It feels good!   



Since we opened our doors in 1970 we have been offering 24 hour crisis to Calgary and southern Alberta.

While the number of calls, email, chat and texts have increased, and our look and our name have changed, Distress Centre’s core values of 24 hour, non-judgmental, free, compassionate and accessible support remain unchanged.

  • 1970

    On April 14th, the Drug Information Centre opened its doors with the goal of providing unbiased drug information and education, crisis intervention and research anytime, day or night. In the first year of operation, The volunteers responded to 3,837 calls and 1,724 drop-ins.

  • 1973

    The Centre began to shift from purely drug related calls to a dual emphasis on crisis and addictions.

  • 1975

    The 24 hour crisis line was launched and the City of Calgary became one of the principle funders.

  • 1977

    The Drug Information Centre changed its name to Distress Centre/Drug Centre and was accepted as a member of the United Way.

  • 1983

    Teen Line was established to provide the youth of Calgary with a place to call that was specifically focused on their needs. This service was the first of its kind in Canada.

  • 1990

    Distress Centre sought to secure additional sources of funding throughout the ‘90s to meet the growing demand for crisis support.

  • 1999

    Distress Centre continued to experience tremendous growth as we introduced several new programs and partnerships. These included partnerships with mobile teams such as the Mobile Response Team.

    This paved the way for our current structure of effective partnerships and further established Distress Centre as an innovative leader in the community.

  • 2005

    Distress Centre partnered with the City of Calgary and United Way, launched 211 Calgary. This further established Distress Centre as the hub of crisis support and the “go-to” place for community referrals in Calgary.

  • 2009

    Due to the recession, Distress Centre responded to the increase in complexity of issues as well as severity of risk. To respond to the increased need, Distress Centre began to leverage social data from 211 to help with mapping issues in communities throughout the city, develop programs in areas of need, and targeting assistance to the hardest hit populations.

  • 2010

    Distress Centre’s 40th Anniversary. The refreshed brand made its debut, along with the introduction of one memorable crisis line number, 403.266.HELP (4357).

  • 2011

    Distress Centre announced the launch of their refurbished youth peer support program, ConnecTeen, which now, in addition to 24-hour phone support at 403.264.TEEN (8336), offers online crisis chat and email support online at

  • 2012

    Distress Centre launched online services by expanding their current service offerings to include daily online chat and email support at

  • 2013

    Following the June floods, Distress Centre responded to a 40% increase in help-seeking calls to 211. In July, the 211 service is expanded to High River to help those impacted by the floods.

    In November, ConnecTeen announced the launch of their new youth peer support texting program, the first program of it’s kind in North America. The texting service is now available to all Calgary & area youth daily by texting 587.333.2724.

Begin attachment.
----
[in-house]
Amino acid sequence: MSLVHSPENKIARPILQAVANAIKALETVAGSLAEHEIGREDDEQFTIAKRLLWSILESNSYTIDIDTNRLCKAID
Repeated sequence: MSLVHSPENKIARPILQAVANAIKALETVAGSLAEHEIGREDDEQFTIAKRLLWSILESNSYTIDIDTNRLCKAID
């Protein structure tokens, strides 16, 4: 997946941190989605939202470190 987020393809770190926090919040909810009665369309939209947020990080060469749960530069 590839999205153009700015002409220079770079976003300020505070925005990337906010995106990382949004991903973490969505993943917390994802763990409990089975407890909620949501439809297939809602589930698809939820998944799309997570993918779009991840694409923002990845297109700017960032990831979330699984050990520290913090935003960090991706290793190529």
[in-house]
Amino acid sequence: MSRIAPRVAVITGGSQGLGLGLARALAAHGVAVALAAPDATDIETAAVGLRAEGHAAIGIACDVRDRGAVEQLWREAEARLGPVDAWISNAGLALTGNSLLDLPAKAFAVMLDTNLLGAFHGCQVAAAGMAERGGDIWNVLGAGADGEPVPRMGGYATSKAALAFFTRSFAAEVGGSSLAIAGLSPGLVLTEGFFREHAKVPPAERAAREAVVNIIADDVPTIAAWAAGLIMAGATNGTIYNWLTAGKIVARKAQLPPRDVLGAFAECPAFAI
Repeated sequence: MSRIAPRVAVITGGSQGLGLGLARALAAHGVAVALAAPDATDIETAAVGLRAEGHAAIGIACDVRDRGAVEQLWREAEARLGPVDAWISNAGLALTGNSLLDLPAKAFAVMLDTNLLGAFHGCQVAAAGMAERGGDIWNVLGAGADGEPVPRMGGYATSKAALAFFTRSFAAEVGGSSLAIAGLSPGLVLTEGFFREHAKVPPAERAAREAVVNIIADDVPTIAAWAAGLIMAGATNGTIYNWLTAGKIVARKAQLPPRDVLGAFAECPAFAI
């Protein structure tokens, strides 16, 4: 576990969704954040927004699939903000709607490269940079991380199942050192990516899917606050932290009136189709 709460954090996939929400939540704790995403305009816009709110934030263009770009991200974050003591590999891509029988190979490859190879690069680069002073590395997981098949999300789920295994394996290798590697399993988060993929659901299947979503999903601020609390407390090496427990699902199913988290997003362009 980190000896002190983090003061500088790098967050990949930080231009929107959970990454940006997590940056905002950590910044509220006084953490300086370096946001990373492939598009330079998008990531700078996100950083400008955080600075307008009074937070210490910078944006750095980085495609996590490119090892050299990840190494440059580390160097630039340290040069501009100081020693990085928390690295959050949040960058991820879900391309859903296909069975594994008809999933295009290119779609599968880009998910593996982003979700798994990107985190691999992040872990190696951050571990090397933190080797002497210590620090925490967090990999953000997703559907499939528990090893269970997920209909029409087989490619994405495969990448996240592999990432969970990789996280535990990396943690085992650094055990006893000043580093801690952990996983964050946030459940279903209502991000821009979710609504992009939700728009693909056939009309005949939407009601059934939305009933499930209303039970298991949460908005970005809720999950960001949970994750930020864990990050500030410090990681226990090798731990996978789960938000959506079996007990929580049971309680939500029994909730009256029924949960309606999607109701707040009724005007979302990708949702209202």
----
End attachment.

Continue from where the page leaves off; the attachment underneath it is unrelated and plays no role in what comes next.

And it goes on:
Distress Centre was selected by the Calgary Homeless Foundation to provide coordinated intake into Calgary’s homeless-serving system. Distress Centre’s CAA team operates out of the Safe Communities Opportunity and Resource Centre (SORCe), and assists people at risk of or experiencing homelessness by providing a single point of access to housing and support services.

  • 2015

    ConnecTeen online service hours were expanded to 3pm-10pm weekdays and noon-10pm on weekends. Distress Centre online chat hours were expanded to 3pm-10pm weekdays and noon-10pm on weekends.

    Distress Centre developed a new, bold 2016-20 Strategic Plan.

  • 2016

    211 played a critical role in supporting the Fort McMurray/Wood Buffalo evacuees when wildfires ravaged the area in May. 211 provided evacuees with up-to-date information and connected donors/volunteers with agencies they could support. Online chat was launched province-wide to give evacuees another way to contact 211. 211 collateral and staff were also available at evacuation centres.

  • 2017

    A refreshed brand and website for ConnecTeen was launched in September.

    Our former Director of Operations, Jerilyn Dressler became our new Executive Director on June 1st.

  • 2020

    Distress Centre celebrated its 50th year of operations. In February, Distress Centre moved to new office space but due to COVID-19 pandemic, our operations went fully remote in March. There was no disruption to services. Since then, we have brought some volunteers and staff back to the office, while others have remained remote. Counselling is available by phone and video. Distress Centre’s programs at SORCe provided phone and outreach support until they were able to re-open their office to clients in November 2020 with safety measures in place.

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